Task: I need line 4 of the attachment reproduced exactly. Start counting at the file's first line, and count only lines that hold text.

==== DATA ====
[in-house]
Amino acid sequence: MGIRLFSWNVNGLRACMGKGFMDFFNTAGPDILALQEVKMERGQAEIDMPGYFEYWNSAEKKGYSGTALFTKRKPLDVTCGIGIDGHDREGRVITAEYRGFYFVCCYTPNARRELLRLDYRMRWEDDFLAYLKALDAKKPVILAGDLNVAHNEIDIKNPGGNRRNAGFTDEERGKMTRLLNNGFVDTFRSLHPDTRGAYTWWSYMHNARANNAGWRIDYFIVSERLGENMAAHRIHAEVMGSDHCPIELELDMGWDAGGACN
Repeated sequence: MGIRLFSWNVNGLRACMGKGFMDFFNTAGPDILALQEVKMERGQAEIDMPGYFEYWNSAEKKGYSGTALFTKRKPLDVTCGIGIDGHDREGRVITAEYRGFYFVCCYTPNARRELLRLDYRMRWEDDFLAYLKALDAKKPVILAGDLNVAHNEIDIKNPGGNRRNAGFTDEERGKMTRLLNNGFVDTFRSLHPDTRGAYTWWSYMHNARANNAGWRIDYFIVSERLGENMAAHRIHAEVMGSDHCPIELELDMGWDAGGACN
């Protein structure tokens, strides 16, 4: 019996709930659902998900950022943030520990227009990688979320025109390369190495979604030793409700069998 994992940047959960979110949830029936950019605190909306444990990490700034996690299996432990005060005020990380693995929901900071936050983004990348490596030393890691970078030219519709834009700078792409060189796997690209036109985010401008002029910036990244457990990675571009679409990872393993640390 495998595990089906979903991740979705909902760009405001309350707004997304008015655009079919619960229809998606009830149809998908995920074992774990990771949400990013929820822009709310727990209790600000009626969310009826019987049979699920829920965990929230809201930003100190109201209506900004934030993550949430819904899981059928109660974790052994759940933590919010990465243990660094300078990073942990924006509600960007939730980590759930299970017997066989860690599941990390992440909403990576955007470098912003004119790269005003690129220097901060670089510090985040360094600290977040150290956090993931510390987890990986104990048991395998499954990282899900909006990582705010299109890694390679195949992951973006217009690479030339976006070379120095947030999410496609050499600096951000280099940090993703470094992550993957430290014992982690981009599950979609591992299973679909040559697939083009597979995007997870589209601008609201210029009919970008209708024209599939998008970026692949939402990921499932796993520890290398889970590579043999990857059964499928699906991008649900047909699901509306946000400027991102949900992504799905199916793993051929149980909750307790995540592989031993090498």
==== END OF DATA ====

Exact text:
């Protein structure tokens, strides 16, 4: 019996709930659902998900950022943030520990227009990688979320025109390369190495979604030793409700069998 994992940047959960979110949830029936950019605190909306444990990490700034996690299996432990005060005020990380693995929901900071936050983004990348490596030393890691970078030219519709834009700078792409060189796997690209036109985010401008002029910036990244457990990675571009679409990872393993640390 495998595990089906979903991740979705909902760009405001309350707004997304008015655009079919619960229809998606009830149809998908995920074992774990990771949400990013929820822009709310727990209790600000009626969310009826019987049979699920829920965990929230809201930003100190109201209506900004934030993550949430819904899981059928109660974790052994759940933590919010990465243990660094300078990073942990924006509600960007939730980590759930299970017997066989860690599941990390992440909403990576955007470098912003004119790269005003690129220097901060670089510090985040360094600290977040150290956090993931510390987890990986104990048991395998499954990282899900909006990582705010299109890694390679195949992951973006217009690479030339976006070379120095947030999410496609050499600096951000280099940090993703470094992550993957430290014992982690981009599950979609591992299973679909040559697939083009597979995007997870589209601008609201210029009919970008209708024209599939998008970026692949939402990921499932796993520890290398889970590579043999990857059964499928699906991008649900047909699901509306946000400027991102949900992504799905199916793993051929149980909750307790995540592989031993090498």